Don't look for too much coherence and consistency in the story because there isn't much.

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Review: Lullabies For The Lost, Old Red Lion - emotionally vivid and powerful but a problem ending

Lullabies For the Lost is one of two plays by Rosalind Blessed about mental health that are being performed in rep at the Old Red Lion.

Rosalind Blessed and cast  Lullabies for the Lost  courtesy of Adam Trigg
Rosalind Blessed and cast Lullabies for the Lost, Old Red Lion Theatre. Photo: Adam Trigg

It starts with Larry (Chris Porter) agonising about going out to dinner with his friends, as the clock ticks closer to the time he needs to leave.

His dilemma is nothing to do with the company but his anxiety about social situations and he tests out excuses for why he isn't able to go - which raise a few laughs - but it is nonetheless heartbreaking to see the pain his anxiety causes.

And there is a lot of that in Lullabies for the Lost as it cycles through 8 stories of different mental health conditions - depression, anorexia, bulimia, chronic low self-esteem, hoarding, among others.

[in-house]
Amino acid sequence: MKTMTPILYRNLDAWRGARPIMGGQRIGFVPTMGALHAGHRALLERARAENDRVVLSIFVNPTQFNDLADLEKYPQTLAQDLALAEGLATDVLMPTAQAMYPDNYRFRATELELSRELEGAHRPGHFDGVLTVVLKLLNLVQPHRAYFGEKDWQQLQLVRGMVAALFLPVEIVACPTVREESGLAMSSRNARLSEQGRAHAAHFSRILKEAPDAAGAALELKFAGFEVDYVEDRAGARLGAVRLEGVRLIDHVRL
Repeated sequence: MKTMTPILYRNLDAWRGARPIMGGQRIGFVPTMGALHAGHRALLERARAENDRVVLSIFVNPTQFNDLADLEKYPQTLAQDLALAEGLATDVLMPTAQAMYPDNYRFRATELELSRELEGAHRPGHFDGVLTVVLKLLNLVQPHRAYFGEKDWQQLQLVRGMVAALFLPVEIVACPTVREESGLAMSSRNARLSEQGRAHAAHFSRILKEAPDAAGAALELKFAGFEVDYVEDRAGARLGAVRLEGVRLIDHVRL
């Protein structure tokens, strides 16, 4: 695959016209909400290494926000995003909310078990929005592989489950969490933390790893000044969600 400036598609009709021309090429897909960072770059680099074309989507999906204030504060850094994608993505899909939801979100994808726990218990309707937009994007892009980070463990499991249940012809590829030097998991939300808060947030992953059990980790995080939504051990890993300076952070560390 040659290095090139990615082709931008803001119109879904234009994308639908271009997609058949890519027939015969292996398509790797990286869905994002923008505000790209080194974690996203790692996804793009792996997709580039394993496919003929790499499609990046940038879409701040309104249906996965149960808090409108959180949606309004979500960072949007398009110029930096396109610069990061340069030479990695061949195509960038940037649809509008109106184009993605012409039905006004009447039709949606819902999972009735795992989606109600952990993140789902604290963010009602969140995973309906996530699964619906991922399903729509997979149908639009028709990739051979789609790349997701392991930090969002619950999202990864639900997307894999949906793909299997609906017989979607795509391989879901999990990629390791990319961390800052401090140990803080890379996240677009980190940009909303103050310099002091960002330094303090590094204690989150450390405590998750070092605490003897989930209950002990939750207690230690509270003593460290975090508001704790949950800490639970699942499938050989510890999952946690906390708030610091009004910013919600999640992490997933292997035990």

Lighter moments

Some of the stories are harrowing but some show a more humorous side bringing lighter moments. 

Blessed has the sufferers stuck in a white room, doomed to retell their stories until they can find the key that will unlock their condition - let them back out into the world.

'We have to solve our riddles.'

The room feels like a slightly clunky device and the conversations between its occupants - a mixture of bickering and encouragement - adds little to the overall narrative or tension.

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End of year review: My favourite theatre of 2019, a year of dazzling performances, wit, drama and tears

It's been tough but I've managed to whittle down my 'best theatre of 2019' list to 10 plays, well, one isn't actually a play but deserves a place nonetheless. So here goes, in no particular order:

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Photo by Jon Tyson on Unsplash